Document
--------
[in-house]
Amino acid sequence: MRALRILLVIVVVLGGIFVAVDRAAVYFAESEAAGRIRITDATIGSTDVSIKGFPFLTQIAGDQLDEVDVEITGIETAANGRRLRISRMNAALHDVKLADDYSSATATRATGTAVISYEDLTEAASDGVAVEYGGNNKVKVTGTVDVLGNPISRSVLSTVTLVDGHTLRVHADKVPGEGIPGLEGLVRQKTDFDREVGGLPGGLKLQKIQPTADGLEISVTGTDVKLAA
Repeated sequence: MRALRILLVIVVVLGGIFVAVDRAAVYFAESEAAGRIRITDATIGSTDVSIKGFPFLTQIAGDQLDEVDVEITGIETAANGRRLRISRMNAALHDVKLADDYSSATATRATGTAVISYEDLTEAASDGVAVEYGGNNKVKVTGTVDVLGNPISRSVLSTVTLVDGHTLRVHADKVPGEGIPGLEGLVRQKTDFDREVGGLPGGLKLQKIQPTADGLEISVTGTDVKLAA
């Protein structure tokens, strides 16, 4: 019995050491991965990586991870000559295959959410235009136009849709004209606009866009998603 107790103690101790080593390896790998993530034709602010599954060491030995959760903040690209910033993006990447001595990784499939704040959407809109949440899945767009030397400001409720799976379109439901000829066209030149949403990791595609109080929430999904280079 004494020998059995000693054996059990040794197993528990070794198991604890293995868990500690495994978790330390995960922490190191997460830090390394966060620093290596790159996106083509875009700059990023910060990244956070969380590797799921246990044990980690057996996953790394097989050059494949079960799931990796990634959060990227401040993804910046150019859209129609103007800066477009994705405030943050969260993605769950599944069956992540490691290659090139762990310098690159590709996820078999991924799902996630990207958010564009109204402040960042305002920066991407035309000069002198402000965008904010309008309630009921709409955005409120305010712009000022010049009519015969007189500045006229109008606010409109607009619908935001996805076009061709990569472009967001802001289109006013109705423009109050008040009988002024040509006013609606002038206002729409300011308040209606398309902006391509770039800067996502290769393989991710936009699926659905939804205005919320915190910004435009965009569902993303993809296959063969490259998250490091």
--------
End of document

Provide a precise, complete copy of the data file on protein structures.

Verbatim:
[in-house]
Amino acid sequence: MRALRILLVIVVVLGGIFVAVDRAAVYFAESEAAGRIRITDATIGSTDVSIKGFPFLTQIAGDQLDEVDVEITGIETAANGRRLRISRMNAALHDVKLADDYSSATATRATGTAVISYEDLTEAASDGVAVEYGGNNKVKVTGTVDVLGNPISRSVLSTVTLVDGHTLRVHADKVPGEGIPGLEGLVRQKTDFDREVGGLPGGLKLQKIQPTADGLEISVTGTDVKLAA
Repeated sequence: MRALRILLVIVVVLGGIFVAVDRAAVYFAESEAAGRIRITDATIGSTDVSIKGFPFLTQIAGDQLDEVDVEITGIETAANGRRLRISRMNAALHDVKLADDYSSATATRATGTAVISYEDLTEAASDGVAVEYGGNNKVKVTGTVDVLGNPISRSVLSTVTLVDGHTLRVHADKVPGEGIPGLEGLVRQKTDFDREVGGLPGGLKLQKIQPTADGLEISVTGTDVKLAA
């Protein structure tokens, strides 16, 4: 019995050491991965990586991870000559295959959410235009136009849709004209606009866009998603 107790103690101790080593390896790998993530034709602010599954060491030995959760903040690209910033993006990447001595990784499939704040959407809109949440899945767009030397400001409720799976379109439901000829066209030149949403990791595609109080929430999904280079 004494020998059995000693054996059990040794197993528990070794198991604890293995868990500690495994978790330390995960922490190191997460830090390394966060620093290596790159996106083509875009700059990023910060990244956070969380590797799921246990044990980690057996996953790394097989050059494949079960799931990796990634959060990227401040993804910046150019859209129609103007800066477009994705405030943050969260993605769950599944069956992540490691290659090139762990310098690159590709996820078999991924799902996630990207958010564009109204402040960042305002920066991407035309000069002198402000965008904010309008309630009921709409955005409120305010712009000022010049009519015969007189500045006229109008606010409109607009619908935001996805076009061709990569472009967001802001289109006013109705423009109050008040009988002024040509006013609606002038206002729409300011308040209606398309902006391509770039800067996502290769393989991710936009699926659905939804205005919320915190910004435009965009569902993303993809296959063969490259998250490091």